Afternoon Thunderstorms and Other Forecasts For Your Future
So I'm sitting here behind glass in an air-conditioned cafe waiting for the rain, chewing on a fortune cookie. Like anyone, I do a fair amount of thinking about the future. I imagine a tanned, grinning version of myself standing easily in expensive clothes, accepting the vague accolades of his peers. There is, perhaps, distant pattered applause. Or I fantasize about more prosaic things, like being able to order a nice glass of pinot noir with dinner.
Shoes are only sometimes the measure of a man.
The thing about fortune cookies is that they're deliberately unhelpful when it comes to the future. They like instead to convey a kind of omnipotent knowledge of the present.
Not all that glitters is jade
There's an art to these kind of vague reassurances. They seem to indicate that this is the way things are. Lucky numbers are lucky numbers always and forever.
35, 67, 68, 79, 2
I, according to the Chinese Horoscope - to change the subject slightly from fortune to destiny - am a Fire Rabbit. Picture that hopping down the lane, trailing smoke, glowing orange and cherry red into the distance. Always on the verge of exploding into white tufts and flecks of time. Singed and teetering on the edge of fatal disaster. They say mine's the lucky sign. And sure, that rabbit's lucky as hell. On fire for all this time and he's still not dead? One lucky fucking rabbit. You do the metaphor this time around - I'm tired and waiting for rain and you can fill in the blanks anyway.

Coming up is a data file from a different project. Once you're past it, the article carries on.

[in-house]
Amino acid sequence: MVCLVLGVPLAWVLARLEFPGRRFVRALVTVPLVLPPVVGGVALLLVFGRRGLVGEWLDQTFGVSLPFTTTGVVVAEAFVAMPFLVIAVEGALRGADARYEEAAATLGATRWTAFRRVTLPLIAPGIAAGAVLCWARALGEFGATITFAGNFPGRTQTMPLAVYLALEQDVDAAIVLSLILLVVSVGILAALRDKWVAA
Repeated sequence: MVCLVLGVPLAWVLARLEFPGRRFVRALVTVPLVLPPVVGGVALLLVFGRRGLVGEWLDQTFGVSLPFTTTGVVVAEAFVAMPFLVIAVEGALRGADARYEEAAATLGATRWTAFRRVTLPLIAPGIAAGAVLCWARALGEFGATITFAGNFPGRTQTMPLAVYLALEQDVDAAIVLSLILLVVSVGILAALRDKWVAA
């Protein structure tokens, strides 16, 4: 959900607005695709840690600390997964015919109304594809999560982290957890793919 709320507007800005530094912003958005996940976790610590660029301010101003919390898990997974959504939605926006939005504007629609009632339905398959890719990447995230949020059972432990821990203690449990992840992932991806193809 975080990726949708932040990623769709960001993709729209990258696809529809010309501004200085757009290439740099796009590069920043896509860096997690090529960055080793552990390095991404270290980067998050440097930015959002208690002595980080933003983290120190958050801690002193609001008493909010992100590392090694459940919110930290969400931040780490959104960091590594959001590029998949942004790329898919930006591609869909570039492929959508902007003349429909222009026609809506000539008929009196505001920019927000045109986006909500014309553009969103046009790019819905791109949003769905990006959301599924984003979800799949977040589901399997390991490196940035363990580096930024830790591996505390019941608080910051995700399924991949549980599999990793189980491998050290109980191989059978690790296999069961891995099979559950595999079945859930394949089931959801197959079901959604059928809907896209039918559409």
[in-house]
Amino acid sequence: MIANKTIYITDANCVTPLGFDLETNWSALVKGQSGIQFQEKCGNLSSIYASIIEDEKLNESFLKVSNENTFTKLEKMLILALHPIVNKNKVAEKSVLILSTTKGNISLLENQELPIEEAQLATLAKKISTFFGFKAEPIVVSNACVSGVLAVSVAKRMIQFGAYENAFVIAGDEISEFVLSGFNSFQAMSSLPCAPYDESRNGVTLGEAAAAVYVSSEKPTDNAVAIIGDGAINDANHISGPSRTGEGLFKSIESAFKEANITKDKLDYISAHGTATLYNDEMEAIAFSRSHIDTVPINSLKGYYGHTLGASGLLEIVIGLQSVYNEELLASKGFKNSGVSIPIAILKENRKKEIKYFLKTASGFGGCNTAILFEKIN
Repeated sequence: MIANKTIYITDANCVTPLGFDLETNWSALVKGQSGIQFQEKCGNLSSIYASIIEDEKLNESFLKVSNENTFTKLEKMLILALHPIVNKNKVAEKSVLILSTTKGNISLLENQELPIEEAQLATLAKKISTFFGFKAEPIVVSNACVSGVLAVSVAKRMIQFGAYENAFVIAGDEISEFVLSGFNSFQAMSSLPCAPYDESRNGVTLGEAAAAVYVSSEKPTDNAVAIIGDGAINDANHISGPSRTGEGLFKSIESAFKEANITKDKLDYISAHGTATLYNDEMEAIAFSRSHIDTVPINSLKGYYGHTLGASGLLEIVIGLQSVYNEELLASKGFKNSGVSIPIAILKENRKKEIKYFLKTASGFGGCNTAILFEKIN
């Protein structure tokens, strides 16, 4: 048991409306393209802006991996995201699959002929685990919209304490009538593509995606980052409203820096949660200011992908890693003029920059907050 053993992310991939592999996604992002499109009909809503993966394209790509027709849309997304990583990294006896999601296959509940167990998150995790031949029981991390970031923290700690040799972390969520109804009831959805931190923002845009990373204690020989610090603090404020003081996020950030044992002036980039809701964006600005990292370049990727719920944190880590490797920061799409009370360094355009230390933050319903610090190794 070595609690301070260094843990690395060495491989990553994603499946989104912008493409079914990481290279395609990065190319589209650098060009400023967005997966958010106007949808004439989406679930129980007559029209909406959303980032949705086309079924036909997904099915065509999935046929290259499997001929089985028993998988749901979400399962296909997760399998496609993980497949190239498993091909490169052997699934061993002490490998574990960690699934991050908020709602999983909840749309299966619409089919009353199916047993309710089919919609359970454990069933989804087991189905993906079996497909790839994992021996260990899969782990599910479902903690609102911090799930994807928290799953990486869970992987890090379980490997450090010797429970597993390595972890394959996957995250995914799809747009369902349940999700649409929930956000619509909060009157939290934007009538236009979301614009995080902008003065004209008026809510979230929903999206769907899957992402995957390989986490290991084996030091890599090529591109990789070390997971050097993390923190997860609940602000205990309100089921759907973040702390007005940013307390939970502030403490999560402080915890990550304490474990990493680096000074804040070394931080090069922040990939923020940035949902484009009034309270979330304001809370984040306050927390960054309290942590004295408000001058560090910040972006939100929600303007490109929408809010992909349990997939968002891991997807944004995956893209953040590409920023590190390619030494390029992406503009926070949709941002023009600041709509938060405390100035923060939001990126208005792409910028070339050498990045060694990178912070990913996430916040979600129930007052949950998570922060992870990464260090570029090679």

Tonight you will find that flexibility entertains.
So all I'm saying - and it isn't all that much - is that if I had my own fortune cookie factory, we'd do things a little differently. We'd tell the future. Because we all know, don't we, what the future holds?
Tonight the ladies will drink for free.
Meanwhile - and there's always a meanwhile - the heat is asthmatic. Thunderheads hang low and swollen and wool-grey. They choke on the damp. The air is a wet cloth pushed into open mouths. It suffocates. Gasping, birds fall from the sky. Knees wobble and tongues hang. Fans strain and fail. Air conditioners cough. Ice melts on contact. Mold glories. It exults in dark crawlspaces. It spreads over towels and back-closet coats, squeezes between the pages of shelved books. It spreads overnight, arms itself, advances by hidden routes. It spreads like dye dropped in water, like stop-motion tree roots, like wine spilled on a white tablecloth. It a heat like this, suffocating underneath vengeful clouds pregnant with rain, brick becomes mud. Drywall, wetwall. Ice cream, soup. Eyes swim in their sockets. Veins engorge. The moist cauliflower of the brain turns to sponge.
It rains, like it should, briefly at six sharp.